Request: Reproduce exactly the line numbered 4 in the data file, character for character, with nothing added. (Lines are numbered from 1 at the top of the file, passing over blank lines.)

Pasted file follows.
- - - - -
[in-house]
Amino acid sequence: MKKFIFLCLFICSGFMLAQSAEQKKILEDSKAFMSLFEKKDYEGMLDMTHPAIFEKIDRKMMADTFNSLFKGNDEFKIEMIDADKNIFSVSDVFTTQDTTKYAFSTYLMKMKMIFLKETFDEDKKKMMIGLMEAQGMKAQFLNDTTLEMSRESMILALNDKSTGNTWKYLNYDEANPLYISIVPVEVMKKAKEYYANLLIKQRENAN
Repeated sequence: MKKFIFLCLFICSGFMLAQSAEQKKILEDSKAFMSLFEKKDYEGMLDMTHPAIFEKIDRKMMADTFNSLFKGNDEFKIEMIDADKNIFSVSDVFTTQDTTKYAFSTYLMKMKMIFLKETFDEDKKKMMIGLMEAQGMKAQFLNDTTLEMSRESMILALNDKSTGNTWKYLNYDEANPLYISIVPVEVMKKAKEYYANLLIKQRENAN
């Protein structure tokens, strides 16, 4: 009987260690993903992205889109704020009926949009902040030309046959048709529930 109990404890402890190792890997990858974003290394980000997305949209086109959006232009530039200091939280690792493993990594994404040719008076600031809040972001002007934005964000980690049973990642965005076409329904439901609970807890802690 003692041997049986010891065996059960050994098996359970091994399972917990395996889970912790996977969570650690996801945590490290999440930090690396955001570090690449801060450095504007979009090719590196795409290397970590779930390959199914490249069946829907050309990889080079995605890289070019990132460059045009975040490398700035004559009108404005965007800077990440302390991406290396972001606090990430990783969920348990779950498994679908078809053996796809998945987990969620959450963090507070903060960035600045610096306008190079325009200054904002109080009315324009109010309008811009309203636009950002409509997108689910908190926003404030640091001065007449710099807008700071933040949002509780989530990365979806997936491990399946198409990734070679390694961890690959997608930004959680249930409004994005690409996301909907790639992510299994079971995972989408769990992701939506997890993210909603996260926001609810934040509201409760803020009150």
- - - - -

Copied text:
């Protein structure tokens, strides 16, 4: 009987260690993903992205889109704020009926949009902040030309046959048709529930 109990404890402890190792890997990858974003290394980000997305949209086109959006232009530039200091939280690792493993990594994404040719008076600031809040972001002007934005964000980690049973990642965005076409329904439901609970807890802690 003692041997049986010891065996059960050994098996359970091994399972917990395996889970912790996977969570650690996801945590490290999440930090690396955001570090690449801060450095504007979009090719590196795409290397970590779930390959199914490249069946829907050309990889080079995605890289070019990132460059045009975040490398700035004559009108404005965007800077990440302390991406290396972001606090990430990783969920348990779950498994679908078809053996796809998945987990969620959450963090507070903060960035600045610096306008190079325009200054904002109080009315324009109010309008811009309203636009950002409509997108689910908190926003404030640091001065007449710099807008700071933040949002509780989530990365979806997936491990399946198409990734070679390694961890690959997608930004959680249930409004994005690409996301909907790639992510299994079971995972989408769990992701939506997890993210909603996260926001609810934040509201409760803020009150």